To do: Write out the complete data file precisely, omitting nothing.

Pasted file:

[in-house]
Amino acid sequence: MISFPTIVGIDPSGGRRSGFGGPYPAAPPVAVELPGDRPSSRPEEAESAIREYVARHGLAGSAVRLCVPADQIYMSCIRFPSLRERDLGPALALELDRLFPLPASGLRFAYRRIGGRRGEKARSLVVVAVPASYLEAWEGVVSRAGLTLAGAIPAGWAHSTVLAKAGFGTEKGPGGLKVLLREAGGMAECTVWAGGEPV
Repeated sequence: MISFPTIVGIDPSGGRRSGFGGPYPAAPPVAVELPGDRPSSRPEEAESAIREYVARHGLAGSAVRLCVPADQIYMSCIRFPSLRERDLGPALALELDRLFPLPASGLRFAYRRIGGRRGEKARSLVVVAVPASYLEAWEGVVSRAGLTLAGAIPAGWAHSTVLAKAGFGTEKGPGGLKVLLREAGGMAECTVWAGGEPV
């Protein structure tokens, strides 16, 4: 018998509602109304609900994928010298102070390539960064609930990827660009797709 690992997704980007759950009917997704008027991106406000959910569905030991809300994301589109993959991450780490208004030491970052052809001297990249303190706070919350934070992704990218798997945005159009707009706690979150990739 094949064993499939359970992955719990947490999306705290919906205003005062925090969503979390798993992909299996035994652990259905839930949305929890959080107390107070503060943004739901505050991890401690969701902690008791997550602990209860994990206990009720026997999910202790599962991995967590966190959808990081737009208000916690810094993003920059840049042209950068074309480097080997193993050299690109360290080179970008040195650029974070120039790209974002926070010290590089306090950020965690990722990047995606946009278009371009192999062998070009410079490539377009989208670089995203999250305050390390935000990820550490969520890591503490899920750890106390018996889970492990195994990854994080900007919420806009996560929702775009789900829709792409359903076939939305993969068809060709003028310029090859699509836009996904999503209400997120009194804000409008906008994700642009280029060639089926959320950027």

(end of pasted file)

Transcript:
[in-house]
Amino acid sequence: MISFPTIVGIDPSGGRRSGFGGPYPAAPPVAVELPGDRPSSRPEEAESAIREYVARHGLAGSAVRLCVPADQIYMSCIRFPSLRERDLGPALALELDRLFPLPASGLRFAYRRIGGRRGEKARSLVVVAVPASYLEAWEGVVSRAGLTLAGAIPAGWAHSTVLAKAGFGTEKGPGGLKVLLREAGGMAECTVWAGGEPV
Repeated sequence: MISFPTIVGIDPSGGRRSGFGGPYPAAPPVAVELPGDRPSSRPEEAESAIREYVARHGLAGSAVRLCVPADQIYMSCIRFPSLRERDLGPALALELDRLFPLPASGLRFAYRRIGGRRGEKARSLVVVAVPASYLEAWEGVVSRAGLTLAGAIPAGWAHSTVLAKAGFGTEKGPGGLKVLLREAGGMAECTVWAGGEPV
């Protein structure tokens, strides 16, 4: 018998509602109304609900994928010298102070390539960064609930990827660009797709 690992997704980007759950009917997704008027991106406000959910569905030991809300994301589109993959991450780490208004030491970052052809001297990249303190706070919350934070992704990218798997945005159009707009706690979150990739 094949064993499939359970992955719990947490999306705290919906205003005062925090969503979390798993992909299996035994652990259905839930949305929890959080107390107070503060943004739901505050991890401690969701902690008791997550602990209860994990206990009720026997999910202790599962991995967590966190959808990081737009208000916690810094993003920059840049042209950068074309480097080997193993050299690109360290080179970008040195650029974070120039790209974002926070010290590089306090950020965690990722990047995606946009278009371009192999062998070009410079490539377009989208670089995203999250305050390390935000990820550490969520890591503490899920750890106390018996889970492990195994990854994080900007919420806009996560929702775009789900829709792409359903076939939305993969068809060709003028310029090859699509836009996904999503209400997120009194804000409008906008994700642009280029060639089926959320950027």